Which Candidate Should the ECF Support in the FIDE Presidential Election? (Take 2)

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Which Candidate Should the ECF Support in the FIDE Presidential Election?

Poll ended at Mon Oct 01, 2018 8:05 am

Arkady Dvorkovich
5
11%
Georgios Makropoulos
9
20%
Nigel Short
22
48%
None of the Above
10
22%
 
Total votes: 46

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JustinHorton
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Re: Which Candidate Should the ECF Support in the FIDE Presidential Election? (Take 2)

Post by JustinHorton » Sun Sep 16, 2018 7:12 am

Chris Rice wrote:
Sat Sep 15, 2018 5:15 pm
Malcolm followed this up by commenting on one of Justin's blogs regarding Kasparov's silence:

"He is dumbfounded I'm told"
Him and his sidekick too, apparently. I'm not convinced.
"Do you play chess?"
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NickFaulks
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Re: Which Candidate Should the ECF Support in the FIDE Presidential Election? (Take 2)

Post by NickFaulks » Sun Sep 16, 2018 8:27 am

By the way, the subject of the poll should have been changed once again, to "Which Candidate should the ECF support in a Second Ballot?". That is now the real question, and the one on which the Board will have to decide next week.

TimWall
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Re: Which Candidate Should the ECF Support in the FIDE Presidential Election? (Take 2)

Post by TimWall » Sun Sep 16, 2018 8:31 am

The FIDE election essentially boils to one thing: What kind of FIDE president would Dvorkovich be? Any national federation that is thinking of supporting the Dvorkovich-Short alliance in the FIDE election should read this article, and be very scared.
This is what happened when the Russian Chess Federation dared to oppose the Kremlin's wishes, and nominated nice old safe Anatoly Karpov, instead of Putin's puppet Kirsan Ilyumzhinov in 2010. So-called Kremlin 'liberal' Arkady Dvorkovich personally sent armed 'men in black' to turf out Alexander Bakh and his colleagues out of their offices - at the point of their guns. Is this the democracy we can expect under Dvorkovich in FIDE?

TIME.com
Russian Chess Feud: Checkmate Kremlin
By Simon Shuster / Moscow Thursday, Oct. 14, 2010
http://content.time.com/time/world/arti ... 78,00.html

'From the 1972 Cold War battle of Boris Spassky and Bobby Fischer, to the defection of some of the Soviet Union's greatest players to the West, chess has long been a proxy for international conflict, and a tool to project power. In Vladimir Putin's Russia, it seems, not much has changed.

This year, members of the creaky, chipped Central House of Chess in Moscow staged a mutiny against the Kremlin — one that saw two of the game's greatest legends in open conflict with the country's political elite. The coup ended in pathetic failure on Monday, but by the time it had run its course — which featured armed goons taking over the Chess House and talk of UFOs — the Kremlin showed that it cannot stomach even a marginal threat to its influence, not even when it comes to comes to the politics of chess.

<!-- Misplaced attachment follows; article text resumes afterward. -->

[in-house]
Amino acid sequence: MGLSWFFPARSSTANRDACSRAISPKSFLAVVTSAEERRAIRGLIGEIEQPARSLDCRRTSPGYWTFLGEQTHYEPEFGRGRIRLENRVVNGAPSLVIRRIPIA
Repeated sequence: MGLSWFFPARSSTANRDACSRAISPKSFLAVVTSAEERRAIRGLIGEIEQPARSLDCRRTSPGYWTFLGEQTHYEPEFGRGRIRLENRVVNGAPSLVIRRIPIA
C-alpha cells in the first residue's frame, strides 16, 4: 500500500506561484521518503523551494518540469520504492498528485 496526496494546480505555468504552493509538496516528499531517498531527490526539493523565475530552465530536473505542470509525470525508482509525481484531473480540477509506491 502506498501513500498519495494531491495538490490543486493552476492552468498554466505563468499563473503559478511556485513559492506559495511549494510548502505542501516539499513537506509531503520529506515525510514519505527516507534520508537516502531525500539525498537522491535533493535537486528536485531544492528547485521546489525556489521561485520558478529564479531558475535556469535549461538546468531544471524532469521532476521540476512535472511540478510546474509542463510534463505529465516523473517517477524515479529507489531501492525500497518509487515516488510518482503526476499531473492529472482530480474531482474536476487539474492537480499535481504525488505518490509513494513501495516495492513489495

The trouble started in the spring, when two former world chess champions and rivals, Anatoly Karpov and Garry Kasparov, decided to join forces to run against the incumbent president of the game's international ruling body, which is known as FIDE. This irked the Russian government. Kasparov's political activism against Russian Prime Minister Putin in recent years has branded him an enemy of the state: He is banned from Russian politics, frequently arrested, and his projects tend to be harpooned by the Russian bureaucracy at every step. Aside from that, the Kremlin already has a loyal ally as FIDE president, and didn't much care to replace him.

For the past 15 years, FIDE has been ruled by Kirsan Ilyumzhinov, a Putin loyalist who governed the poor Russian republic of Kalmykia for 17 years before agreeing to step down last month. As a consolation prize, the Kremlin is widely thought to have promised him success in the FIDE elections. But Karpov and Kasparov (who served as Karpov's campaign manager and fundraiser) embarked on a globe-trotting campaign that made this promise difficult to keep. After visiting some 30 countries, the duo managed to recruit the support of chess federations in the United States, Canada and most of western Europe, appearing to split the world of chess along Cold War lines ahead of the FIDE vote last month.

Their campaign focused on Ilyumzhinov's alleged mismanagement of chess's global circuit, but Ilyumzhinov's own erratic behavior probably helped their cause. Illyumzhinov likes to tell most journalists who travel to his remote kingdom that he was kidnapped by aliens in 1997. "Go ahead, write it! I want you to write it," Ilyumzhinov told TIME after explaining his belief that Jesus Christ was an alien, and that Earth is set to collide with the planet Nebiru, killing us all, if mankind does not cleanse its "aura" by playing more chess.

The Kremlin, for its part, remains indifferent to these theories. "Kirsan's personal views may sound strange sometimes," says Arkady Dvorkovich, the senior Kremlin official who supported Ilyumzhinov's campaign. "But as long as it does not affect negatively his professional activity, I'm fine with it."

On May 14, however, the members of the Russian Chess Federation, mostly old men with a fondness for tweed and Coke-bottle glasses, gave a rare show of resistance. In a vote that looked more like a revolutionary caucus, they chose Karpov as their official candidate to lead FIDE, and then broke into wild applause. That's when things turned ugly. Dvorkovich, an avid chess player who also serves as chairman of the supervisory board of the Russian Chess Federation, declared their vote invalid, saying that Ilyumzhinov was in fact Russia's official nominee, not Karpov.